Dubai: The countries of the world might soon agree to contribute towards a global insurance scheme to make health care accessible to the poorest of the poor and those caught in war zones, said Noble laureate, French physician, politician and founder of Medecins Sans Frontieres (Doctors without Borders) Dr Bernard Kouchner.
Arguing his case, Dr Kouchner who spoke on ‘Creating change through medicine and care through the world’ at the Dubai Health Forum, told Gulf News: “Fifty years ago when I proposed the idea of having Doctors without Borders, nobody thought that was possible. But today it is and even if it is a dream to get the countries of the world to contribute four to six per cent of their budget towards creating this fund for the next ten years, this can be made possible.”
Dr Kouchner added that these funds would not just provide medicines and benefits of health research but also provide basic amenities such as access to drinking water, sanitation and health education that would have a direct impact on the health of people in poor countries.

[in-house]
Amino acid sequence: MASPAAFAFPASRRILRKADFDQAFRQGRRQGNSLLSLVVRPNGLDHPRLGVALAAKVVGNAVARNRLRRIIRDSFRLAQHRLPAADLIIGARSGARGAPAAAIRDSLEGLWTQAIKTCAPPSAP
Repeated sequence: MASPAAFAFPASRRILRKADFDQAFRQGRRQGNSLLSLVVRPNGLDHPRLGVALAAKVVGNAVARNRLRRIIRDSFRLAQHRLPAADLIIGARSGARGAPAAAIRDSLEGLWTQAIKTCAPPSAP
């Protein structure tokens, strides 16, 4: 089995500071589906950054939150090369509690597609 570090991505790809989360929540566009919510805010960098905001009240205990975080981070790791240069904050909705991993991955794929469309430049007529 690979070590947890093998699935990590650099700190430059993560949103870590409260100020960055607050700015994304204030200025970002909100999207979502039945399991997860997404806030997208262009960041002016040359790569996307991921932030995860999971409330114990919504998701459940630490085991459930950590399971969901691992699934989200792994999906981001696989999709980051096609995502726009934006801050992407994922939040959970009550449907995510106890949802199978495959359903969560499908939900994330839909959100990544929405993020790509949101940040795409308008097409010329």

Dr Kouchner pointed out that with new research in health care, there was cutting-edge treatments available for the rich and while that in itself was not a wrong thing, one could not forget that more than half the population in the world did not have access to basic health care.
“The life expectancy of people in Haiti remains 45 years whereas that in France is 83 years. The average sum spent by an individual in the US is between $6000 and $7,000 per annum (approximately Dh22,000) whereas a person in Sierra Leone cannot afford to spend more than $4 (Dh14.68) per annum. Public health is far more important than super-specialisation and we have to cover this huge gap and make the system more fair, more equal.”
Dr Kouchner cited the setting up of the UN-backed International Therapeutic Fund in 1997 which was an attempt at making health care accessible to those who could not afford it or lived in conflict zones.